At first, Alexander and the other two artists in the collective (Jumu and Krashkid) collaborated on every piece but it became more and more tricky to combine their styles. They still travel together but they paint separately and push each other to become even better. “I was small-minded before. Because of them I’ve learned to think bigger,” he says.
Alexander grew up in the German city of Hanover, and he studied lighting design with a focus on light art and installation. He never felt the need to study painting; he just began teaching himself as he went, always looking to create something new. “Maybe that’s why I have my own style – because I never had a book that told me what I need to do and how I need to move.”
Often symmetrical and always packed with detail, Isakov’s vibrant work is visible across the world and each location brings its own experience.
For example, when painting in Puebla, Mexico in 2018, he felt the pressure of the country’s rich mural history, which goes back many decades. “Diego Rivera is maybe the most commonly known, but not the only great muralist that marked the strong history of wall-paintings in Mexico,” he says.
But the reception to his work in Mexico was terrific. Local people, thrilled that he was adding more color to their neighborhoods regularly invited him into their homes for meals. This interaction with the local community is a part of Isakov’s process, as he likes to build a relationship not only with the wall he’s painting, but with the people who pass by. “In the end they are the ones who will see it every day,” he says. “I’m trying to give the people something beautiful, and maybe put a smile on their face, even just for a couple of seconds.”
His current project in LA was instigated by Viva con Agua, an NGO focused on providing access to clean water around the world. “They’re using art, music and sports in a really smart way to create awareness and a positive vibe, while still speaking out about the lack of drinkable water in the world,” Alexander says. He was given two locations by the organization and was told he could paint whatever he wanted — as long as it was water-related.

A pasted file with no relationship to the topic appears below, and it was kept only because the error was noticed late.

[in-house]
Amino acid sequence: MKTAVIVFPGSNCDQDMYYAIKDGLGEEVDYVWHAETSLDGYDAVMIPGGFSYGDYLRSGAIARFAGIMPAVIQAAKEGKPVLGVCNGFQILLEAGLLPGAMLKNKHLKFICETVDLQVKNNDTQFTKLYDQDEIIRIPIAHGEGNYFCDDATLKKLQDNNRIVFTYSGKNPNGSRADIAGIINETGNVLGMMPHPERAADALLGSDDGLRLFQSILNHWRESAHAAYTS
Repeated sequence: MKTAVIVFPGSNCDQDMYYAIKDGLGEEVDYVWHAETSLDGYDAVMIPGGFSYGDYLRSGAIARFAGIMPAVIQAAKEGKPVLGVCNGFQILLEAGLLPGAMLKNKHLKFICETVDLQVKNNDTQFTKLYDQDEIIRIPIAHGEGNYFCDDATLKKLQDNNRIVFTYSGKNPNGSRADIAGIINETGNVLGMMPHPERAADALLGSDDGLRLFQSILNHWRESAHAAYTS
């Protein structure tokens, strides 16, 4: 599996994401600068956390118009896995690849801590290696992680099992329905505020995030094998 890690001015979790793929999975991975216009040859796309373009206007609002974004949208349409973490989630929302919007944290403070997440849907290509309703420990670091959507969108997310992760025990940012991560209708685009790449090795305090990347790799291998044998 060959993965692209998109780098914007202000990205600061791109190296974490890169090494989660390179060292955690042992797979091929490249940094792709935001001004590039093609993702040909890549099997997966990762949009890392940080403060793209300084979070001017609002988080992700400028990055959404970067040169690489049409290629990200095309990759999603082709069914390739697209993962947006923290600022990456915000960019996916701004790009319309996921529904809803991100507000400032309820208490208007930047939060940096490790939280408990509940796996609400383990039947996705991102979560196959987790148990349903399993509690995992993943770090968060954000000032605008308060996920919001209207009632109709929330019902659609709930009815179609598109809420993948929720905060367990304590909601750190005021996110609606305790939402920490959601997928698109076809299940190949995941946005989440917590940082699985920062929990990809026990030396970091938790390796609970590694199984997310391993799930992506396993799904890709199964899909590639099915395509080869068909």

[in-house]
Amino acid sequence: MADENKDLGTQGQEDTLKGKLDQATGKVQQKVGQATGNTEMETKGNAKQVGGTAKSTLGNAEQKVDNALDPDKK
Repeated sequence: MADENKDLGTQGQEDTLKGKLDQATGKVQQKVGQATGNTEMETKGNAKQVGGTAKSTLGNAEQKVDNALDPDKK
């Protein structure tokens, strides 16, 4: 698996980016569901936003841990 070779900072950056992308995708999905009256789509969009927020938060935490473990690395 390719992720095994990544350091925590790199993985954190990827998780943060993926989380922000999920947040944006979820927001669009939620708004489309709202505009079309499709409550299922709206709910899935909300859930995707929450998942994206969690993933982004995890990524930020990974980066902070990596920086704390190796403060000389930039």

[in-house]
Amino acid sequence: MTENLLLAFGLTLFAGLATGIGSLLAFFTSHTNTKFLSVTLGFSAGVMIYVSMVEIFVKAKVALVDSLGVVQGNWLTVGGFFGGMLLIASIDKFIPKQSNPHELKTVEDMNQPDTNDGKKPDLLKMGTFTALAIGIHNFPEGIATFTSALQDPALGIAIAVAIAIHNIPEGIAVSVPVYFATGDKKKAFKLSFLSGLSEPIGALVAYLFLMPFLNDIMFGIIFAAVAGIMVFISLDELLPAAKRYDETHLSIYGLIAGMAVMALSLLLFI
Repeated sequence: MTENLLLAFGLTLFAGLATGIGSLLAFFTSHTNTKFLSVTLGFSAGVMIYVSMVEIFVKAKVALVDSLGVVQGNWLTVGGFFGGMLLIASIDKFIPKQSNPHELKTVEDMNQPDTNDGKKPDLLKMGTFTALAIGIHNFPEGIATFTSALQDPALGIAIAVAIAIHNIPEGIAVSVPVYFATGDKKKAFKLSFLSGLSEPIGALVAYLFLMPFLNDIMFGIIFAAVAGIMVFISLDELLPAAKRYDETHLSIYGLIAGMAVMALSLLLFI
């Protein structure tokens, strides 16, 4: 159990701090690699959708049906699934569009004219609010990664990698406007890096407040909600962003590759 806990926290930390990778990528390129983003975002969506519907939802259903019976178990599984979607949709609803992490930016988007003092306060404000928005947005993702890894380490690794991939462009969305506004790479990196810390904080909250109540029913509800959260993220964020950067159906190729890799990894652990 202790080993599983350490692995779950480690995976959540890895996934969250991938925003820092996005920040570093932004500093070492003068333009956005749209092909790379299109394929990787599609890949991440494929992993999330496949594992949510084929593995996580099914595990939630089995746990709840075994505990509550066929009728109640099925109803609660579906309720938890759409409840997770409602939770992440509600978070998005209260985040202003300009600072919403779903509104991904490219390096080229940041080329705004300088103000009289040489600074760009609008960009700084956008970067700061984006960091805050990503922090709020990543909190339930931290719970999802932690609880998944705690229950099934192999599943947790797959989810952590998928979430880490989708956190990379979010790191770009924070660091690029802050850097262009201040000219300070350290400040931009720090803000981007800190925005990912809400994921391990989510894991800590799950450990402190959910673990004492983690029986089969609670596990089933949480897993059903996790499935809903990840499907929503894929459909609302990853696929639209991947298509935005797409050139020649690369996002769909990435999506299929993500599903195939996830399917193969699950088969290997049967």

He decided to paint an octopus, a fish, a boat with a heart on it and a sunset. These bright playful subjects are representative of Alexander’s usual style. He considered trying something more aggressive to underline the lack of action being taken on water issues, but in the end he chose to present hope and happiness instead. “I’m not a political artist to be honest,” he says. “Because there’s a lot of people who can do it better than me.”
His process is similar each time. He always begins with the background, and then layers his signature line-patterns on top, working like a printer from the top-left corner to the bottom-right.
He often makes digital sketches first. “I create a composition of colors, forms, ornaments and objects,” he says. But these sketches often have little bearing on the final work.
It’s difficult to truly prepare, because whatever he does on paper won’t translate easily to the wall itself. “I like to just stare at the surface when I arrive and see what ideas come to mind,” he says. “Let the ideas come as I go.” Each piece then develops as he works, with elements fitting together as he moves through the piece.
Alexander is well aware of how his style has evolved and changed since his first mural. “I get bored really fast and that’s why my art is moving fast too,” he says. “I’m trying to get out of my comfort zone as much as I can, because I know things only move forward when you’re not afraid of change.
“I don’t know how my murals will look next year. I’m thinking about the here and now, and the future will construct itself.”
Words by Alex Kahl.